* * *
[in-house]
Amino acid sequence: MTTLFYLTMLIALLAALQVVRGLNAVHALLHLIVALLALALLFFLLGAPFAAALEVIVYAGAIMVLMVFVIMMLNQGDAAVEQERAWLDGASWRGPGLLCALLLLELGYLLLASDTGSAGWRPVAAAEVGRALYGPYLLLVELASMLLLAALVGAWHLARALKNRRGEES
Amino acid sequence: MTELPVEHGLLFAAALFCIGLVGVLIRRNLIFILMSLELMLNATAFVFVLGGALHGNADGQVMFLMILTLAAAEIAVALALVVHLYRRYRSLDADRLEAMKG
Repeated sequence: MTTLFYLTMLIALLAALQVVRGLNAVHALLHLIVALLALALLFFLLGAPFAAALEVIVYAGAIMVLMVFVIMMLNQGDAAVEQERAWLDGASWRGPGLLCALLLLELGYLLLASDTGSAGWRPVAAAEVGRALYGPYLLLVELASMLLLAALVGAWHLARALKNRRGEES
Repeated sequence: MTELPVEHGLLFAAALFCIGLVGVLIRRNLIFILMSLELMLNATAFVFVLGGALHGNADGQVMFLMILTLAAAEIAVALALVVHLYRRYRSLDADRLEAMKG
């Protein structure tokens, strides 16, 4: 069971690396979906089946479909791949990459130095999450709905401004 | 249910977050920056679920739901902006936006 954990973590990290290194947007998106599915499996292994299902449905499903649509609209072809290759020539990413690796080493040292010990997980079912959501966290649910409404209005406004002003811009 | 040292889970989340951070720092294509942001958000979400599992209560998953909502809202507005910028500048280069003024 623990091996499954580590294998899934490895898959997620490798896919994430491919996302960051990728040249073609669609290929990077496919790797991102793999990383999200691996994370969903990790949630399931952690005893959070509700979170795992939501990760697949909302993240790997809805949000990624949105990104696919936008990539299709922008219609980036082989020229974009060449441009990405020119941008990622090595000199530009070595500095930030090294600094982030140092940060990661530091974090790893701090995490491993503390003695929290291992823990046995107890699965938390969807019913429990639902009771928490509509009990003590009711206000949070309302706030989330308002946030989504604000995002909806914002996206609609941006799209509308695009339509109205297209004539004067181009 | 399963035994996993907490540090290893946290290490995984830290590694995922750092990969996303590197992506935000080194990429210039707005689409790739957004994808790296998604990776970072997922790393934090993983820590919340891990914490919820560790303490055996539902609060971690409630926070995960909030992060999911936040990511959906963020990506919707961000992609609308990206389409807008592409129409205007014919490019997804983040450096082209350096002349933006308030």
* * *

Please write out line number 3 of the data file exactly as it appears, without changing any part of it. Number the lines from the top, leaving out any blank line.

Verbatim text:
Amino acid sequence: MTELPVEHGLLFAAALFCIGLVGVLIRRNLIFILMSLELMLNATAFVFVLGGALHGNADGQVMFLMILTLAAAEIAVALALVVHLYRRYRSLDADRLEAMKG